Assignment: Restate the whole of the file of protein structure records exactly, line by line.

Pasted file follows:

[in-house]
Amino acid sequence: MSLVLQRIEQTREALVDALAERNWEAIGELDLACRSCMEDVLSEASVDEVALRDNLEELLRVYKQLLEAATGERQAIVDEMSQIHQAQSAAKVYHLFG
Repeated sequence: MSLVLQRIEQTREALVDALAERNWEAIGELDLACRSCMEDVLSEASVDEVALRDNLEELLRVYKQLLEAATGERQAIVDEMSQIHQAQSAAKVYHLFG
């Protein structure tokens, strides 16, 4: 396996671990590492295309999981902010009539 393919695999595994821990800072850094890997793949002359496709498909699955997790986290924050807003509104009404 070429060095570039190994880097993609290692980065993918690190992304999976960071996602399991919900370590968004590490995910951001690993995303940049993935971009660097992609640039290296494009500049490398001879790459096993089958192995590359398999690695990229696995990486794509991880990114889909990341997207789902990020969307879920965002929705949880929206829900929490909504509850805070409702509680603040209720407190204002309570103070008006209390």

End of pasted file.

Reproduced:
[in-house]
Amino acid sequence: MSLVLQRIEQTREALVDALAERNWEAIGELDLACRSCMEDVLSEASVDEVALRDNLEELLRVYKQLLEAATGERQAIVDEMSQIHQAQSAAKVYHLFG
Repeated sequence: MSLVLQRIEQTREALVDALAERNWEAIGELDLACRSCMEDVLSEASVDEVALRDNLEELLRVYKQLLEAATGERQAIVDEMSQIHQAQSAAKVYHLFG
């Protein structure tokens, strides 16, 4: 396996671990590492295309999981902010009539 393919695999595994821990800072850094890997793949002359496709498909699955997790986290924050807003509104009404 070429060095570039190994880097993609290692980065993918690190992304999976960071996602399991919900370590968004590490995910951001690993995303940049993935971009660097992609640039290296494009500049490398001879790459096993089958192995590359398999690695990229696995990486794509991880990114889909990341997207789902990020969307879920965002929705949880929206829900929490909504509850805070409702509680603040209720407190204002309570103070008006209390």